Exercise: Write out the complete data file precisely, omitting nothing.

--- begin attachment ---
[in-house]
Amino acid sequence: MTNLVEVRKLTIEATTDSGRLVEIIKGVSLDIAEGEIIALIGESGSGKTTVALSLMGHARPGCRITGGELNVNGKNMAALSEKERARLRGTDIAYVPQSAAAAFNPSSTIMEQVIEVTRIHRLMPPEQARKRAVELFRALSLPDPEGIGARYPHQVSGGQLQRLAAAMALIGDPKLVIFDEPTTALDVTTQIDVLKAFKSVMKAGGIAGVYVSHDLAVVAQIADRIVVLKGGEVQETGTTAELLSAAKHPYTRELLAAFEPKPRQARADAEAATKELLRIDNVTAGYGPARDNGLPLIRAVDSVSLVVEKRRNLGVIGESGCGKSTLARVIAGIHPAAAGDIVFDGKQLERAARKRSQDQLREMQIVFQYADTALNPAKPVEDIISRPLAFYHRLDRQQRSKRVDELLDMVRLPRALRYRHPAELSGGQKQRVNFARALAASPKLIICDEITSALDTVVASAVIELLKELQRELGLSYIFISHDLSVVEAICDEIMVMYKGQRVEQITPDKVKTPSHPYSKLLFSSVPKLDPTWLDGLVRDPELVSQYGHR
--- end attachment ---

[in-house]
Amino acid sequence: MTNLVEVRKLTIEATTDSGRLVEIIKGVSLDIAEGEIIALIGESGSGKTTVALSLMGHARPGCRITGGELNVNGKNMAALSEKERARLRGTDIAYVPQSAAAAFNPSSTIMEQVIEVTRIHRLMPPEQARKRAVELFRALSLPDPEGIGARYPHQVSGGQLQRLAAAMALIGDPKLVIFDEPTTALDVTTQIDVLKAFKSVMKAGGIAGVYVSHDLAVVAQIADRIVVLKGGEVQETGTTAELLSAAKHPYTRELLAAFEPKPRQARADAEAATKELLRIDNVTAGYGPARDNGLPLIRAVDSVSLVVEKRRNLGVIGESGCGKSTLARVIAGIHPAAAGDIVFDGKQLERAARKRSQDQLREMQIVFQYADTALNPAKPVEDIISRPLAFYHRLDRQQRSKRVDELLDMVRLPRALRYRHPAELSGGQKQRVNFARALAASPKLIICDEITSALDTVVASAVIELLKELQRELGLSYIFISHDLSVVEAICDEIMVMYKGQRVEQITPDKVKTPSHPYSKLLFSSVPKLDPTWLDGLVRDPELVSQYGHR